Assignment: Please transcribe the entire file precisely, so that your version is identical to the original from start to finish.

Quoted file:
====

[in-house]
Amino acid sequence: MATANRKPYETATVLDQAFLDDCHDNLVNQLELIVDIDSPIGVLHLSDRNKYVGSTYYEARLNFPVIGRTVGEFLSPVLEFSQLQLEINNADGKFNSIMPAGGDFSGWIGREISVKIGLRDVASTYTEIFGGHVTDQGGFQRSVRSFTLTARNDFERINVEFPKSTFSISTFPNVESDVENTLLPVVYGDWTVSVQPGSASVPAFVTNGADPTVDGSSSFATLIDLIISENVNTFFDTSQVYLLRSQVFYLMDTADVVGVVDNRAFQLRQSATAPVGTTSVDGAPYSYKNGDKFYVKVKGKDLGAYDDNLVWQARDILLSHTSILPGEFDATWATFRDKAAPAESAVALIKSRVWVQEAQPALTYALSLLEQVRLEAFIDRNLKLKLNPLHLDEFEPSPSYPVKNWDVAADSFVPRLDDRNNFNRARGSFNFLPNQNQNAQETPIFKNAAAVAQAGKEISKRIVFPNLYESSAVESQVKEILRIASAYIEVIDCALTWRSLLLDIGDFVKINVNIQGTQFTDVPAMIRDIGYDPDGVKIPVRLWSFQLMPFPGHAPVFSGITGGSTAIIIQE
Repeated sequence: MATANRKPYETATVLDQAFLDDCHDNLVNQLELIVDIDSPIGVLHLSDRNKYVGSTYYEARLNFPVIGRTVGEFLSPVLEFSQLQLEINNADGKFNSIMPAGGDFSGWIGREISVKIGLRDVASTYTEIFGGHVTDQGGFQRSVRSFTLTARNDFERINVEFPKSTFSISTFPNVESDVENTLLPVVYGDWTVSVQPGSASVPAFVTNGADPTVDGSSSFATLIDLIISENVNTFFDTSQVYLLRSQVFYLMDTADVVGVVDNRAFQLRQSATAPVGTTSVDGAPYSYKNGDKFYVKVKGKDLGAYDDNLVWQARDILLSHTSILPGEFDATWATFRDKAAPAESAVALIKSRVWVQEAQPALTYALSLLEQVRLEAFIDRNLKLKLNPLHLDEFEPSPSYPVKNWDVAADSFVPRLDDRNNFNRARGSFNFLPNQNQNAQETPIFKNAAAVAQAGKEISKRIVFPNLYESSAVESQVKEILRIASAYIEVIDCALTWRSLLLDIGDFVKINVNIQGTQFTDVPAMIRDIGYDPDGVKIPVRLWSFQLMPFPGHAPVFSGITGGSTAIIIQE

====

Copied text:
[in-house]
Amino acid sequence: MATANRKPYETATVLDQAFLDDCHDNLVNQLELIVDIDSPIGVLHLSDRNKYVGSTYYEARLNFPVIGRTVGEFLSPVLEFSQLQLEINNADGKFNSIMPAGGDFSGWIGREISVKIGLRDVASTYTEIFGGHVTDQGGFQRSVRSFTLTARNDFERINVEFPKSTFSISTFPNVESDVENTLLPVVYGDWTVSVQPGSASVPAFVTNGADPTVDGSSSFATLIDLIISENVNTFFDTSQVYLLRSQVFYLMDTADVVGVVDNRAFQLRQSATAPVGTTSVDGAPYSYKNGDKFYVKVKGKDLGAYDDNLVWQARDILLSHTSILPGEFDATWATFRDKAAPAESAVALIKSRVWVQEAQPALTYALSLLEQVRLEAFIDRNLKLKLNPLHLDEFEPSPSYPVKNWDVAADSFVPRLDDRNNFNRARGSFNFLPNQNQNAQETPIFKNAAAVAQAGKEISKRIVFPNLYESSAVESQVKEILRIASAYIEVIDCALTWRSLLLDIGDFVKINVNIQGTQFTDVPAMIRDIGYDPDGVKIPVRLWSFQLMPFPGHAPVFSGITGGSTAIIIQE
Repeated sequence: MATANRKPYETATVLDQAFLDDCHDNLVNQLELIVDIDSPIGVLHLSDRNKYVGSTYYEARLNFPVIGRTVGEFLSPVLEFSQLQLEINNADGKFNSIMPAGGDFSGWIGREISVKIGLRDVASTYTEIFGGHVTDQGGFQRSVRSFTLTARNDFERINVEFPKSTFSISTFPNVESDVENTLLPVVYGDWTVSVQPGSASVPAFVTNGADPTVDGSSSFATLIDLIISENVNTFFDTSQVYLLRSQVFYLMDTADVVGVVDNRAFQLRQSATAPVGTTSVDGAPYSYKNGDKFYVKVKGKDLGAYDDNLVWQARDILLSHTSILPGEFDATWATFRDKAAPAESAVALIKSRVWVQEAQPALTYALSLLEQVRLEAFIDRNLKLKLNPLHLDEFEPSPSYPVKNWDVAADSFVPRLDDRNNFNRARGSFNFLPNQNQNAQETPIFKNAAAVAQAGKEISKRIVFPNLYESSAVESQVKEILRIASAYIEVIDCALTWRSLLLDIGDFVKINVNIQGTQFTDVPAMIRDIGYDPDGVKIPVRLWSFQLMPFPGHAPVFSGITGGSTAIIIQE